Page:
The Plot:

A group of English tourists visit Jerusalem. Each individual’s paranoia, motivations, fears and hatreds are revealed, showing their weaknesses which, ultimately, make them human.


Little Robin was such an original child. Fancy him making that remark about Our Lord being surprised if he could see electric light. “But He invented it, dear,” she had told him. “Everything that has ever been invented or discovered was Our Lord’s doing.” She was afraid it had not sunk into his little mind. No matter. There would be other opportunities to make the right impression upon him.


[22] Extremely good command of words, punctuation – this is technically one sentence and its very strong and clear throughout:

It seemed to Lady Althea, as she stood there above the steps, that all the people pressing forward were staring, not at the Dome of the Rock, but at her alone, and were nudging one another, whispering, smiling; for she knew, from her own experience of mocking others, that there is nothing more likely to unite a crowd of strangers in a wave of laughter than the sight of someone who, with dignity shattered, becomes suddenly grotesque.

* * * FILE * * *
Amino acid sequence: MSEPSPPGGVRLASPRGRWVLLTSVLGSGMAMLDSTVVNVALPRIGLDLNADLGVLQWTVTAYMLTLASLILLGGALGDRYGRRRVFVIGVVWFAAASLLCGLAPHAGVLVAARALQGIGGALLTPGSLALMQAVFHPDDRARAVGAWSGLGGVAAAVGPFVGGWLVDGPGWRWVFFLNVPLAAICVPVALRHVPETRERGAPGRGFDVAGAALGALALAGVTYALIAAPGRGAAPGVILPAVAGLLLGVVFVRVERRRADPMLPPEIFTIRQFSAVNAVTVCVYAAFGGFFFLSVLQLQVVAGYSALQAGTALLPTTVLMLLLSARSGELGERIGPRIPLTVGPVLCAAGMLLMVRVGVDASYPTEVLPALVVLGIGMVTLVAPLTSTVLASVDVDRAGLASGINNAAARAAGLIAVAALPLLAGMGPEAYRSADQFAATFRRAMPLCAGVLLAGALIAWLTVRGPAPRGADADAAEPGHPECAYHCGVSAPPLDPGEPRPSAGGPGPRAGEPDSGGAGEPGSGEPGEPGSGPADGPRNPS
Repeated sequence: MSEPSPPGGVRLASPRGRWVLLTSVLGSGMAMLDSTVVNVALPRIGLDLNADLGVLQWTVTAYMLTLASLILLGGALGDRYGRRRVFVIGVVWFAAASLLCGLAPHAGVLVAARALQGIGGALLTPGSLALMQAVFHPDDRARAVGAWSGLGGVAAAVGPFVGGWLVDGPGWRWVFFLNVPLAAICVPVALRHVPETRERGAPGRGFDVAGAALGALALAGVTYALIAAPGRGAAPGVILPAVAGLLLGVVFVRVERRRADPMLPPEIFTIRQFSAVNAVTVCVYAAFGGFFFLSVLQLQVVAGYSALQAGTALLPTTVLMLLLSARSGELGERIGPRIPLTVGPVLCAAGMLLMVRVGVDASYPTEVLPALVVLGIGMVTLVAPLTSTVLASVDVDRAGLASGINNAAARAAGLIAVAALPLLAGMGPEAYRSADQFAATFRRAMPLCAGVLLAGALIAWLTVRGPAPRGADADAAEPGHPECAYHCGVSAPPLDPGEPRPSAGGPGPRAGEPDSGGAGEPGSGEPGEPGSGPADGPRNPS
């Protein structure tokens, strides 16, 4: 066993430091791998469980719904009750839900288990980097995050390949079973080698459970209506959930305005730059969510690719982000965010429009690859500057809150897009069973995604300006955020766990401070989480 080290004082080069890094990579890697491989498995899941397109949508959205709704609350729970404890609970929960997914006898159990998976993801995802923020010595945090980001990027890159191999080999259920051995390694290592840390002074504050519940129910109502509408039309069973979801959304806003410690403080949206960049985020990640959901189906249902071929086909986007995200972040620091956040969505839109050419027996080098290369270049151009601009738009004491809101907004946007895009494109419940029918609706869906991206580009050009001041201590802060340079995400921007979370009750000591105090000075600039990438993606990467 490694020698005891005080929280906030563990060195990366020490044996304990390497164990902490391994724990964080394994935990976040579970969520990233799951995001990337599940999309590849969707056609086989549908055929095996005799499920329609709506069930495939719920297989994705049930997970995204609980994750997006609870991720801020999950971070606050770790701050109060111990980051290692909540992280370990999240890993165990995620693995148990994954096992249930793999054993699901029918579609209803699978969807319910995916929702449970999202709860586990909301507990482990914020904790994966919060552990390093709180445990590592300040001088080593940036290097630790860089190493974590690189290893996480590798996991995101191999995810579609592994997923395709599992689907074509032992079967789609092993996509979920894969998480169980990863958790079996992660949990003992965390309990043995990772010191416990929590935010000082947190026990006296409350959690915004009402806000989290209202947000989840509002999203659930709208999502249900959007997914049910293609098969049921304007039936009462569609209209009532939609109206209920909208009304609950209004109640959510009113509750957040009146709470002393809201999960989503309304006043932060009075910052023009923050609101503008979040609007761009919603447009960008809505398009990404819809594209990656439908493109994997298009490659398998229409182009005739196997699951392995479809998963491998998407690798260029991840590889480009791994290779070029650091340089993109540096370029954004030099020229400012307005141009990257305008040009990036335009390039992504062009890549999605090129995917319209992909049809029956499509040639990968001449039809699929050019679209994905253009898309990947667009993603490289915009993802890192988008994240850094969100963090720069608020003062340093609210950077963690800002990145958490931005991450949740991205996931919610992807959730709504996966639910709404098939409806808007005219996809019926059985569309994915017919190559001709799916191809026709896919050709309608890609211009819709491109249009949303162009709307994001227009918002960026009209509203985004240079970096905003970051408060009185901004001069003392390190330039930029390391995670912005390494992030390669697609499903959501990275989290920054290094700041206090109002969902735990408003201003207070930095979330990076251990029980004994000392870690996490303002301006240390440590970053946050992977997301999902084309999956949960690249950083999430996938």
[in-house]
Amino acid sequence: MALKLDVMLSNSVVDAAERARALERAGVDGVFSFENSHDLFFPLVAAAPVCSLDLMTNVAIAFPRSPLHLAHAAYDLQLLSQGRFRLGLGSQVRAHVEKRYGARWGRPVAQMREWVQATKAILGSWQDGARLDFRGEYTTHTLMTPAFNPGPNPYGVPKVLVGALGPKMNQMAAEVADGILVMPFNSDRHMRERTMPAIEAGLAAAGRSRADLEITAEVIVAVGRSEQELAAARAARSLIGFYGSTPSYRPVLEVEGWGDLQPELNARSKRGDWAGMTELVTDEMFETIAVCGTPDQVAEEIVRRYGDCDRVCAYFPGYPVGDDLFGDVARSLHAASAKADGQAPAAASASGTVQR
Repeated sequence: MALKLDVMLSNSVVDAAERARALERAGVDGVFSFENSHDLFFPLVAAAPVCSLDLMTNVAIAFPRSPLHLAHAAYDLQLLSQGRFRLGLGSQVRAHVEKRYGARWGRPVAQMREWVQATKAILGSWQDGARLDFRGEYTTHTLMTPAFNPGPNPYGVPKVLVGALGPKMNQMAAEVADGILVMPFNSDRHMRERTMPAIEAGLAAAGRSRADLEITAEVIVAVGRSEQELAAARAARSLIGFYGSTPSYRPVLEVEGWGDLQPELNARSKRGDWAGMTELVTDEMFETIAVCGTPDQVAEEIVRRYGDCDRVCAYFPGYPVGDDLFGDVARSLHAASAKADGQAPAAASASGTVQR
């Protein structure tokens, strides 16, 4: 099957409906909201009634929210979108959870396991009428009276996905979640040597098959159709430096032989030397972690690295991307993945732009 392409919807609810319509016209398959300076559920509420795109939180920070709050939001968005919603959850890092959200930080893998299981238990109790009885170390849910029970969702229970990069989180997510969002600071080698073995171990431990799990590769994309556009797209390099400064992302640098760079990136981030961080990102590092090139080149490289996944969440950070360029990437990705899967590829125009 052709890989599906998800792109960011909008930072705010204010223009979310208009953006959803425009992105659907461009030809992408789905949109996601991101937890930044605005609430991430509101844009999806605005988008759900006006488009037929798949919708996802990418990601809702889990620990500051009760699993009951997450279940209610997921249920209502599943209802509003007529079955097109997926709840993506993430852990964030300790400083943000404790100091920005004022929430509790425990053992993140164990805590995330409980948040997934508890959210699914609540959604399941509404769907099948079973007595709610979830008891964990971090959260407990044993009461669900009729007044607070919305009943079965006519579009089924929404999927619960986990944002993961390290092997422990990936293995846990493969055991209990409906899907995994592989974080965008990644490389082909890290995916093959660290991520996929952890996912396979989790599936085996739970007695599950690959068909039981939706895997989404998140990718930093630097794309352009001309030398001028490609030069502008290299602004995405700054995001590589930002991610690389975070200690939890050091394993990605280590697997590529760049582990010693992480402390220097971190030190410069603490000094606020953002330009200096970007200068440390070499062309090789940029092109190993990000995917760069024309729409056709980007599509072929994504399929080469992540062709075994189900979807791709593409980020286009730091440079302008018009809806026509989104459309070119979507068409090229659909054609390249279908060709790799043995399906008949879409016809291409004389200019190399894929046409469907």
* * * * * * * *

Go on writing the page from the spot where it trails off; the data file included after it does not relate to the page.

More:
[23] And, in a good contrast to [22], this is the kind of confused construction I dread getting stuck in the middle of:

Jill Smith had told Mr. Foster that Father had said to her mother that she, Mary Dean, was a thorn in his flesh. Had pursued him for years. It was a lie, of course.


I would probably try something like: Father had been telling people that she, Mary Dean, was a thorn in the flesh. At least that’s what Jill Smith had told Mr. Foster. It was a lie, of course.

“The Way of the Cross” feels very much like Steinbeck’s Wayward Bus, capturing the misunderstandings, antagonizing actions and nasty insecure thoughts that pass through our thoughts while we smile. Du Maurier does an amazing job of jumping around between the inner thoughts of all of the characters and giving them vivid, distinct personalities.

Don’t Look Now is an excellent collection. If you’re looking for very good writing with touches of the supernatural and bizarre (and fantastic amounts of tension), go for this. I need to read more by du Maurier as soon as possible.

Next week: Silence of the Lambs.